Wed, Aug 31, 2005 - Page 1 News List

Storm could leave nation wet, thirsty

LUCKY THIRTEENAs Super Typhoon Talim got ready to slam into Taiwan, the government said that everything was fine, while hinting at water shortage


A land warning for Super Typhoon Talim, which has developed into a severe storm, was issued by the Central Weather Bureau last night. Forecasters said that Talim, the 13th typhoon reported in the Pacific this year, is expected to bring heavy rains to the whole country, and reminded people in mountainous areas to take disaster prevention measures as soon as possible.

At 8am yesterday, the bureau issued a sea warning to boats sailing in the waters east and southeast of Taiwan and in the Bashi Channel (巴士海峽), where long waves and gusts were observed. At 5pm yesterday, Talim, whose radius is 250km and is centered in the Pacific Ocean 720km east of Oluanpi (鵝鑾鼻) -- Taiwan's southernmost tip -- is expected to be 180km east of Hualien in eastern Taiwan by 5pm today.

According to Hsieh Ming-chang (謝明昌), a division chief at the bureau's meteorology division, Talim was moving in a west-northwest direction at a speed of 21km per hour.

"We predict that the weather in Taiwan will be significantly affected by the typhoon [today and tomorrow]," Hsieh said.

If Talim continues on its current path, it will land in eastern Taiwan today, sweeping north and moving toward Fujian Province in China. However, due to a high pressure front moving northeast of Taiwan, Talim's route might change. But forecasters said heavy rains nationwide would be inevitable, no matter what route the typhoon took.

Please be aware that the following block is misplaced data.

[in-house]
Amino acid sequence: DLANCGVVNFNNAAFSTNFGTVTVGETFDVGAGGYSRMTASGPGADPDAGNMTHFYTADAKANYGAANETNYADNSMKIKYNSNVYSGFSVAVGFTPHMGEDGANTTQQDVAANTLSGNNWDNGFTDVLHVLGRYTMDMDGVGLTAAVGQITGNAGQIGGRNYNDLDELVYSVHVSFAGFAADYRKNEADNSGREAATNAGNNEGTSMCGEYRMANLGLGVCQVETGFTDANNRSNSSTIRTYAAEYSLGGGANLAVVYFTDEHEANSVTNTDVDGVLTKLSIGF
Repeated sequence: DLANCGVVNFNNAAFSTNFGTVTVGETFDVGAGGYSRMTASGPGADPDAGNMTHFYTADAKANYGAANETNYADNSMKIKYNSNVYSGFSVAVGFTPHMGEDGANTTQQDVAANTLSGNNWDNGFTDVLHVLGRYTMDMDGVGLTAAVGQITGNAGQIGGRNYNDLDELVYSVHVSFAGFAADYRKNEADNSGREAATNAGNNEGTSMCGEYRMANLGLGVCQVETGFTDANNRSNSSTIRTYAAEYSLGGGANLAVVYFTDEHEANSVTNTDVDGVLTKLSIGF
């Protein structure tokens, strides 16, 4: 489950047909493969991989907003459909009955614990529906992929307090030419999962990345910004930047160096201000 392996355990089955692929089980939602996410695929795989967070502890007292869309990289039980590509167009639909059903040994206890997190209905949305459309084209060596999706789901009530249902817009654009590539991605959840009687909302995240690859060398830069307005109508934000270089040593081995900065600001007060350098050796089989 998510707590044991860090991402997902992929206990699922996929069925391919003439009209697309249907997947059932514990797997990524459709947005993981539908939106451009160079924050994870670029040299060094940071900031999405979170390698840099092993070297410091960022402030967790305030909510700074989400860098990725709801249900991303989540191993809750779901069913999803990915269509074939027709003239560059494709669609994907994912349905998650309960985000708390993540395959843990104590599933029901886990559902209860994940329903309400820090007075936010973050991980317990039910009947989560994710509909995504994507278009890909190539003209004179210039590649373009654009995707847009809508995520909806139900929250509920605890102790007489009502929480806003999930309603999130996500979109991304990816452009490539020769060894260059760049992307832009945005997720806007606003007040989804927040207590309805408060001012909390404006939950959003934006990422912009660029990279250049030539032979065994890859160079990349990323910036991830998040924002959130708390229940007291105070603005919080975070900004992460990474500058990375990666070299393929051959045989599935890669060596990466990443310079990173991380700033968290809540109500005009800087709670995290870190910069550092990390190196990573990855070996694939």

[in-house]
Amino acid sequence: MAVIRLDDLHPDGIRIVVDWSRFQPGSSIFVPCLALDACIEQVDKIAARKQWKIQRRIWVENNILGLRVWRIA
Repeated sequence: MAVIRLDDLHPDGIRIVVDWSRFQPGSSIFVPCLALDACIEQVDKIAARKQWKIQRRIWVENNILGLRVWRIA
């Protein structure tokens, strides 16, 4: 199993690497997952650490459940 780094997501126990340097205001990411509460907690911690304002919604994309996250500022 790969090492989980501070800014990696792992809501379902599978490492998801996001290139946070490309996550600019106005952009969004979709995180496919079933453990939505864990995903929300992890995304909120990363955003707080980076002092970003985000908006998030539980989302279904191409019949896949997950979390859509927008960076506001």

Talim could bring abundant rainfall to northern Taiwan, forecasters said. The Taipei City Government yesterday urged residents to relocate cars parked along the banks of the Keelung River (基隆河) immediately, and added that all flood-prevention pumping stations had been thoroughly checked.

Meanwhile, Premier Frank Hsieh (謝長廷) yesterday hinted that there might be another interruption of water supplies if Talim devastates Taiwan.

"We will be well-prepared for all kinds of situations," the premier said. "However, we will alert the public if there is a need to interrupt regular water supplies."

Hsieh made his remarks yesterday morning, when reporters asked him whether the government could promise constant water supply services and that it carried out all necessary preparations for the typhoon. The premier said that no damage will occur if everybody cooperates.

The premier was surrounded by reporters and was questioned as to whether the drought in Taoyuan after the most recent typhoon would occur again.

According to the Shihmen Reservoir Management Center, a minor flood discharge has been carried out for safety reasons as of yesterday afternoon. The discharge was part of the preparations for the typhoon, because the reservoir is almost full. In the meantime, however, the water in the reservoir has again become muddy, sparking concerns about an interruption of water supplies in Taoyuan County.

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